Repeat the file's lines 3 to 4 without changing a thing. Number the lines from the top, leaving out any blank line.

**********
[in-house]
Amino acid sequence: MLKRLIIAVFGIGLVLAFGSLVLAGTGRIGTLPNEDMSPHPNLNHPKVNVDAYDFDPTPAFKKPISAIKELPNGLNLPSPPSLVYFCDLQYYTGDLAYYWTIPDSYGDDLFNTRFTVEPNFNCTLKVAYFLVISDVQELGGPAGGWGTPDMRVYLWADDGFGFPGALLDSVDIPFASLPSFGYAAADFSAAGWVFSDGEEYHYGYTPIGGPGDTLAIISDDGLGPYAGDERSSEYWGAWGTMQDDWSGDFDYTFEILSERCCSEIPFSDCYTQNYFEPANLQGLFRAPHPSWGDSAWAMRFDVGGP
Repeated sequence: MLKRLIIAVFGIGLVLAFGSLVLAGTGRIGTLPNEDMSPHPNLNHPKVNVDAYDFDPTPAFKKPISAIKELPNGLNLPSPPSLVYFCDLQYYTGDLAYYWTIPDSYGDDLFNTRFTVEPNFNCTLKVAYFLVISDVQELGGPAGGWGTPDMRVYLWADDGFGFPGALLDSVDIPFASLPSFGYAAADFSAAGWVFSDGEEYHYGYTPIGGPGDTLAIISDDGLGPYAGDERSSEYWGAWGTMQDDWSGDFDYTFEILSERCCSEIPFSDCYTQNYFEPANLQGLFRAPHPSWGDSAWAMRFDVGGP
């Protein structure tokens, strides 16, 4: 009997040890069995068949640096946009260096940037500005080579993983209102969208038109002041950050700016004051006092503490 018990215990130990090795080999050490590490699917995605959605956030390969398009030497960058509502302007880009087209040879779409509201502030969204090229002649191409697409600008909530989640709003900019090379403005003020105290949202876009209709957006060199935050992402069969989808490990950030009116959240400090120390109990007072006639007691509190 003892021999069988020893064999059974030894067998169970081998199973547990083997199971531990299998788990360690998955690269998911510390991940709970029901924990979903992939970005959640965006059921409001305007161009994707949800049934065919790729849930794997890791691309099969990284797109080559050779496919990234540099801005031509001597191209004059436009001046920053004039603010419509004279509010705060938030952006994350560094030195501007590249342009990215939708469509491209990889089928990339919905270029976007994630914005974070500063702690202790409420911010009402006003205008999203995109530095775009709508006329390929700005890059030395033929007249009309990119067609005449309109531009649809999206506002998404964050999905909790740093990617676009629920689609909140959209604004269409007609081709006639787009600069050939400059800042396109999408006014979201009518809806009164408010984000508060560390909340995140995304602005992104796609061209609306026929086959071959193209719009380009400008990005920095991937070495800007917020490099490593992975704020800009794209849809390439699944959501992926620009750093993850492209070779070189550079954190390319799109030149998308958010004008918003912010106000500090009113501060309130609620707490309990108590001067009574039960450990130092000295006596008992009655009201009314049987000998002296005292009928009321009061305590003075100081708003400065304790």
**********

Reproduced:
Repeated sequence: MLKRLIIAVFGIGLVLAFGSLVLAGTGRIGTLPNEDMSPHPNLNHPKVNVDAYDFDPTPAFKKPISAIKELPNGLNLPSPPSLVYFCDLQYYTGDLAYYWTIPDSYGDDLFNTRFTVEPNFNCTLKVAYFLVISDVQELGGPAGGWGTPDMRVYLWADDGFGFPGALLDSVDIPFASLPSFGYAAADFSAAGWVFSDGEEYHYGYTPIGGPGDTLAIISDDGLGPYAGDERSSEYWGAWGTMQDDWSGDFDYTFEILSERCCSEIPFSDCYTQNYFEPANLQGLFRAPHPSWGDSAWAMRFDVGGP
């Protein structure tokens, strides 16, 4: 009997040890069995068949640096946009260096940037500005080579993983209102969208038109002041950050700016004051006092503490 018990215990130990090795080999050490590490699917995605959605956030390969398009030497960058509502302007880009087209040879779409509201502030969204090229002649191409697409600008909530989640709003900019090379403005003020105290949202876009209709957006060199935050992402069969989808490990950030009116959240400090120390109990007072006639007691509190 003892021999069988020893064999059974030894067998169970081998199973547990083997199971531990299998788990360690998955690269998911510390991940709970029901924990979903992939970005959640965006059921409001305007161009994707949800049934065919790729849930794997890791691309099969990284797109080559050779496919990234540099801005031509001597191209004059436009001046920053004039603010419509004279509010705060938030952006994350560094030195501007590249342009990215939708469509491209990889089928990339919905270029976007994630914005974070500063702690202790409420911010009402006003205008999203995109530095775009709508006329390929700005890059030395033929007249009309990119067609005449309109531009649809999206506002998404964050999905909790740093990617676009629920689609909140959209604004269409007609081709006639787009600069050939400059800042396109999408006014979201009518809806009164408010984000508060560390909340995140995304602005992104796609061209609306026929086959071959193209719009380009400008990005920095991937070495800007917020490099490593992975704020800009794209849809390439699944959501992926620009750093993850492209070779070189550079954190390319799109030149998308958010004008918003912010106000500090009113501060309130609620707490309990108590001067009574039960450990130092000295006596008992009655009201009314049987000998002296005292009928009321009061305590003075100081708003400065304790």